White Hot Peach by Primitive Radio Gods
The major label system can be quite a bitch -- just ask Primitive Radio Gods. Following the runaway success of their first single, "Standing Outside of a Broken Phone Booth (with money in my hand)" and their subsequent debut album Rocket the band caught a raw deal on more than one occasion. Label mergers, label collapses and all that other crap nobody ever talks about -- it all happened to them on at least one occasion. Four years down the road, the Primitive Radio Gods have finally gotten around to releasing Rocket's follow-up.
The terms of White Hot Peach's release are interesting in their own right. In lieu of a massive barrage of little plastic cases stacked to infinity in your local record shop, the band has decided to release the album, at least for the time being, as a free MP3 download from their own website (or via the notorious MP3 dumping ground that is Napster). It's an attempt to test the album's viability in today's oversaturated, cuddly pop fixated market. Luckily for them, the Primitive Radio Gods have the tunes to cover their bet.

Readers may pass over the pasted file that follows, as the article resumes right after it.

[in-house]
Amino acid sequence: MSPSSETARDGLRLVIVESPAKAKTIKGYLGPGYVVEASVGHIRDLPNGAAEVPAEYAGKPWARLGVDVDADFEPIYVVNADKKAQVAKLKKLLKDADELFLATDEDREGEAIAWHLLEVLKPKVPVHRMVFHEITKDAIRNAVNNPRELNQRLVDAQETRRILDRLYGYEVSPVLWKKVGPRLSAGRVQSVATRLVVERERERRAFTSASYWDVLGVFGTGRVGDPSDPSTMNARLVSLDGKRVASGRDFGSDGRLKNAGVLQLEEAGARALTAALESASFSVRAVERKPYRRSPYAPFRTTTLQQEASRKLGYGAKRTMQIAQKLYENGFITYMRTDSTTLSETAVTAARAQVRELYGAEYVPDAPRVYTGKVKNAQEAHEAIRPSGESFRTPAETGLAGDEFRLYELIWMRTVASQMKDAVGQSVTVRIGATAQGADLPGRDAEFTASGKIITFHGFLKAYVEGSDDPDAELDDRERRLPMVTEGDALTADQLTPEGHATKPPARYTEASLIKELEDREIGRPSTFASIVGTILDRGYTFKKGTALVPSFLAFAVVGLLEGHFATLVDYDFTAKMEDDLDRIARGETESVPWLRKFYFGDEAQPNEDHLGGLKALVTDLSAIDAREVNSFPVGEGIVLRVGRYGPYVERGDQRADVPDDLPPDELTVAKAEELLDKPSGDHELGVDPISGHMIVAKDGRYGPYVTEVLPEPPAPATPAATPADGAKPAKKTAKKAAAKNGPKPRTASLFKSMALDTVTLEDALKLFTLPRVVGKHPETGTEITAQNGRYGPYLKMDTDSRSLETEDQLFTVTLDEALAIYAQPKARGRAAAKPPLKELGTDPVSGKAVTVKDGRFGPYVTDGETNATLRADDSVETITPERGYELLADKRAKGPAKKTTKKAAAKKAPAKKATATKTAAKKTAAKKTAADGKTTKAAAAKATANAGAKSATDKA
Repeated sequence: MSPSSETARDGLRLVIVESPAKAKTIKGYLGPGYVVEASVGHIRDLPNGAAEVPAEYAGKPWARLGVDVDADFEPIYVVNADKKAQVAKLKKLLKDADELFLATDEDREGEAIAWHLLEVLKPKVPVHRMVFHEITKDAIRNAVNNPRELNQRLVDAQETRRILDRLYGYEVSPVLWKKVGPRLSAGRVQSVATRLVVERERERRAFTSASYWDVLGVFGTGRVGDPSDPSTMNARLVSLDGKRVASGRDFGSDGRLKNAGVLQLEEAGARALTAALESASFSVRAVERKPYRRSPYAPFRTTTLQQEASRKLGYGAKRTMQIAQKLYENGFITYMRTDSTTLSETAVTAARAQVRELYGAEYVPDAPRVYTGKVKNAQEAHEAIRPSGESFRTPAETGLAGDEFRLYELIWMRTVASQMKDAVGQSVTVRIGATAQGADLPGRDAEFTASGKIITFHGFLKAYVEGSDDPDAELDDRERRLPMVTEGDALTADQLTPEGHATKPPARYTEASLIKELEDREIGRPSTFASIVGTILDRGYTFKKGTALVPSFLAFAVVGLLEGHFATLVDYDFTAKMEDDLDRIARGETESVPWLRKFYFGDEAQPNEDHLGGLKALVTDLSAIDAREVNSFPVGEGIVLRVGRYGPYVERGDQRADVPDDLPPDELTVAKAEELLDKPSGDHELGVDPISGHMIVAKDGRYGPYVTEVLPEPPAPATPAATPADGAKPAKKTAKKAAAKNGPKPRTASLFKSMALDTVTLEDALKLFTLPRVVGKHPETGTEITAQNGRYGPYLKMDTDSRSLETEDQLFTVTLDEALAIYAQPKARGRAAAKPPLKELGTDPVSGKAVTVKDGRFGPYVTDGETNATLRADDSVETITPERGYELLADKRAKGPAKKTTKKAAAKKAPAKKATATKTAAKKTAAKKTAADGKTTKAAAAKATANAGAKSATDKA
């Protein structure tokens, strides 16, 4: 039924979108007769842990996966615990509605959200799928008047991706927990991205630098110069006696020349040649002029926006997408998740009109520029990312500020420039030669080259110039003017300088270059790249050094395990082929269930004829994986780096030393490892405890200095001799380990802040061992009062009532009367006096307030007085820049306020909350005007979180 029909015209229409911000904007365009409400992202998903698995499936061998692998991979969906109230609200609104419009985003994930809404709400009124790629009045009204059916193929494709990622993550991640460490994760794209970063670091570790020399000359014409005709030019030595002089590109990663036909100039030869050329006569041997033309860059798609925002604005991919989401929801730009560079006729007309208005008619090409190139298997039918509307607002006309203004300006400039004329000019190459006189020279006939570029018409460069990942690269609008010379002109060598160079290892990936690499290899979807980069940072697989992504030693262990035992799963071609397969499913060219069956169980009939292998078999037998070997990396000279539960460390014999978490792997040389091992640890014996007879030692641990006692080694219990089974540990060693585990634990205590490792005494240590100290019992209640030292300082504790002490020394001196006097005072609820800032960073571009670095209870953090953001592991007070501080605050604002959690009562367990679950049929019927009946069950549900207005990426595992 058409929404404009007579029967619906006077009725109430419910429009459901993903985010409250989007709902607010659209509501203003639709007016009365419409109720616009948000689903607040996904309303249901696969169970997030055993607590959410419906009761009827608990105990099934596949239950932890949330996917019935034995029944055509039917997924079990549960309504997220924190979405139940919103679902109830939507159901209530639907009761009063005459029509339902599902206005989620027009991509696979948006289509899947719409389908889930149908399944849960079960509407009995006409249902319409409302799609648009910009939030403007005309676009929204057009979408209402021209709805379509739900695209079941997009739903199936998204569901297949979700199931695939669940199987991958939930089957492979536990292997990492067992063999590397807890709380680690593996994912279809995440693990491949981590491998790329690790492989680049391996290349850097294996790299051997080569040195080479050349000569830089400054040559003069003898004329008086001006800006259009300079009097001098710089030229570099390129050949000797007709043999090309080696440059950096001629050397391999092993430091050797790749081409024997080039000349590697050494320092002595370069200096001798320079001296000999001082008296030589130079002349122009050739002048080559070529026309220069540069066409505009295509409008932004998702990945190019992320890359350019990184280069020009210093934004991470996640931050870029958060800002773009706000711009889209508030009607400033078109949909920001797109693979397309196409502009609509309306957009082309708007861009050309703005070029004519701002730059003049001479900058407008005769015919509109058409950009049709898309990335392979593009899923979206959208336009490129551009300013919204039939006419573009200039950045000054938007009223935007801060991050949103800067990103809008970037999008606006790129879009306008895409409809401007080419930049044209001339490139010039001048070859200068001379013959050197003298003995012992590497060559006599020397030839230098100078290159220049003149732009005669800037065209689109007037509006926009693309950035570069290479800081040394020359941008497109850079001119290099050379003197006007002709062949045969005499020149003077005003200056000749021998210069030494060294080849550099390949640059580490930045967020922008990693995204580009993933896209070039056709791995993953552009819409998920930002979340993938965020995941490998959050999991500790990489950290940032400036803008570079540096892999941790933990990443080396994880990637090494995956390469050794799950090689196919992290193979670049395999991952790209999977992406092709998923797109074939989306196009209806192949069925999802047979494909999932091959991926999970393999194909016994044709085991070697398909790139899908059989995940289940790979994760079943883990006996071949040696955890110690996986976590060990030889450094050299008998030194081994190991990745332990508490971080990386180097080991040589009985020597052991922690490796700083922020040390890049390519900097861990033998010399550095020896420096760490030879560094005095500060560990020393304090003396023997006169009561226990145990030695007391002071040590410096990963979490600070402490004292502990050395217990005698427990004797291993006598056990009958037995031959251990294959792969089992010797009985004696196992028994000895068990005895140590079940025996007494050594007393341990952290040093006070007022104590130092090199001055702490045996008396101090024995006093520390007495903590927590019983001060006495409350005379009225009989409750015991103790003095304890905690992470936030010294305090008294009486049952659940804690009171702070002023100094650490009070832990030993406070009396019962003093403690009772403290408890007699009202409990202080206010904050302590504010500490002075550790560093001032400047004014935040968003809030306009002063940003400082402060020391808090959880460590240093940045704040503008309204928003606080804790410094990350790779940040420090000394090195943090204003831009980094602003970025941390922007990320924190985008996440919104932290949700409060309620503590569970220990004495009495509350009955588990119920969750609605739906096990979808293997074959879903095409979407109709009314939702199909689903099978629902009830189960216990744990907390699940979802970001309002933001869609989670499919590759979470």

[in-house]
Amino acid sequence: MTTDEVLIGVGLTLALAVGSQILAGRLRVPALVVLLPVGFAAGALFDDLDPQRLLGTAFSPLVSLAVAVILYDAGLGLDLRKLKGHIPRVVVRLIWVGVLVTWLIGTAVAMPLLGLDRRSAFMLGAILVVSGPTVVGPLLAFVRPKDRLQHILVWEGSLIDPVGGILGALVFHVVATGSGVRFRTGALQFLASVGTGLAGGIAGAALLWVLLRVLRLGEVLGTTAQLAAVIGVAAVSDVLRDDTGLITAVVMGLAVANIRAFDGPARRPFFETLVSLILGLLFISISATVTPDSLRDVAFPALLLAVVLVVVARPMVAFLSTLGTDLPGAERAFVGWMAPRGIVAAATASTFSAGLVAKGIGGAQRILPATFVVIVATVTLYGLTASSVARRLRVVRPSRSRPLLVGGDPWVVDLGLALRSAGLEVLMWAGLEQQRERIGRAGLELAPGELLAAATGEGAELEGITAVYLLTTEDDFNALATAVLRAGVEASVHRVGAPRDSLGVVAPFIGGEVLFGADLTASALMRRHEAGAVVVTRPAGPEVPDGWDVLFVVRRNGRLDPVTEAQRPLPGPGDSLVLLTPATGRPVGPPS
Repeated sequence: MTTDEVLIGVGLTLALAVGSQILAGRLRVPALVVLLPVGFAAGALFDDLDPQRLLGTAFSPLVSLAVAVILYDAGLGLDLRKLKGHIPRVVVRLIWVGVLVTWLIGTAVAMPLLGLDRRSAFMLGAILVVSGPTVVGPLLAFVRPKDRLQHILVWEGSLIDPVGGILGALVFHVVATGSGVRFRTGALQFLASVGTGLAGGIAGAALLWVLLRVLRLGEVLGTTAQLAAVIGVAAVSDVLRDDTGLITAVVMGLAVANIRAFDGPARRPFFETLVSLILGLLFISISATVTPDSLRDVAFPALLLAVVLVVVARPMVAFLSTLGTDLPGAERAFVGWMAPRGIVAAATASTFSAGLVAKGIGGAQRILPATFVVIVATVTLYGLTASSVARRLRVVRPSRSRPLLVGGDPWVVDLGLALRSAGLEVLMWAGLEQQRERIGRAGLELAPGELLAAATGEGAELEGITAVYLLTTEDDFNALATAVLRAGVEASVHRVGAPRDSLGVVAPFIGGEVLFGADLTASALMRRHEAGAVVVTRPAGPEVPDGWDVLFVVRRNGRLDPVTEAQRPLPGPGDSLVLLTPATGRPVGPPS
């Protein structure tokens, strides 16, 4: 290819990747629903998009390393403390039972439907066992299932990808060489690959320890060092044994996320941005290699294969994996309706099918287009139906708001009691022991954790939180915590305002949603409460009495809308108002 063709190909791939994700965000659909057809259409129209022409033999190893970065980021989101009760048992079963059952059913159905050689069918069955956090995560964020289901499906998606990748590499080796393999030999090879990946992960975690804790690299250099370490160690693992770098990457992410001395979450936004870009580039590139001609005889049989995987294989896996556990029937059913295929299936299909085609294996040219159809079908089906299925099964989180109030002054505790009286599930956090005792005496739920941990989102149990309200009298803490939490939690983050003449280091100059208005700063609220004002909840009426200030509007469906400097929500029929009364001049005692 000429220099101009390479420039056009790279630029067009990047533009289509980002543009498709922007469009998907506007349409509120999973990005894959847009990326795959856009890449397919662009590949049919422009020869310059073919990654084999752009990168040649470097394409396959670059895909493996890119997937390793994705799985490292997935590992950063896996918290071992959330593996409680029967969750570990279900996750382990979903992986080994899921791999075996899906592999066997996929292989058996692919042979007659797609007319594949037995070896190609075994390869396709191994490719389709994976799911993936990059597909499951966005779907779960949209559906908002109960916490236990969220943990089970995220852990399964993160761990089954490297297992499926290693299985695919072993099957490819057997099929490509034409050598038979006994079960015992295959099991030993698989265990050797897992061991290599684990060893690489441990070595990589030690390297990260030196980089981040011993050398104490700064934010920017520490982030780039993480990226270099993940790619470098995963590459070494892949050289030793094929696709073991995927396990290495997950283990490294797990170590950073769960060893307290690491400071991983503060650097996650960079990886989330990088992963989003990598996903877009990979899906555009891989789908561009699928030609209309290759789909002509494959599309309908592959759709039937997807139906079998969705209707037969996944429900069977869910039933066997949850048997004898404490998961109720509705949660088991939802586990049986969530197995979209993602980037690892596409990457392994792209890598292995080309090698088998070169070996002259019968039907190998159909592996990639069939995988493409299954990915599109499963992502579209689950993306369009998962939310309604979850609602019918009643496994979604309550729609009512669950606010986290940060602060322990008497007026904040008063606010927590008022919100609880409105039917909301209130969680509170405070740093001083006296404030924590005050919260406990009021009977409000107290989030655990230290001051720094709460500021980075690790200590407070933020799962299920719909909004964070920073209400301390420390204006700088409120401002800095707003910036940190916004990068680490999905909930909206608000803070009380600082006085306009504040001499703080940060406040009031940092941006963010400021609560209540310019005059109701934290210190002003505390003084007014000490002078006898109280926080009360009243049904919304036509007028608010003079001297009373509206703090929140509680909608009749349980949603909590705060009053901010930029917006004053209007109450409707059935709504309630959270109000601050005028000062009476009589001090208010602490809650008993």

White Hot Peach displays a precise and inventive nature that has a lot in common with Guided By Voices' Do the Collapse. Originally titled Mellotron On!, this is as fully realized a pop rock album as you could ask for. Whereas lead singer/songwriter Chris O'Connor recorded Rocket by himself in his friend's garage, White Hot Peach is a fully collaborative effort. Capitalizing on the full band format, O'Connor has expanded the group's sound to include subtle electronics, sampling and densely layered sounds. "Devil's Triangle", for instance, is a full-bore rocker with multi-tracked guitars and fantastic drumming, while "Skin Job" is a sensitive, acoustic guitar-driven ballad that screams "radio hit". "Motor of Joy" and "Whatever Makes McCool" utilize samples and odd dialogue snippets to create an otherworldly ambience that's ghastly, yet oddly inviting.
I hope that a new generation of music fans is willing to embrace the off-kilter rock stylings of The Primitive Radio Gods. If you're looking for proof that the major label man can't hold a good band down, check out White Hot Peach.
-- Jason Jackowiak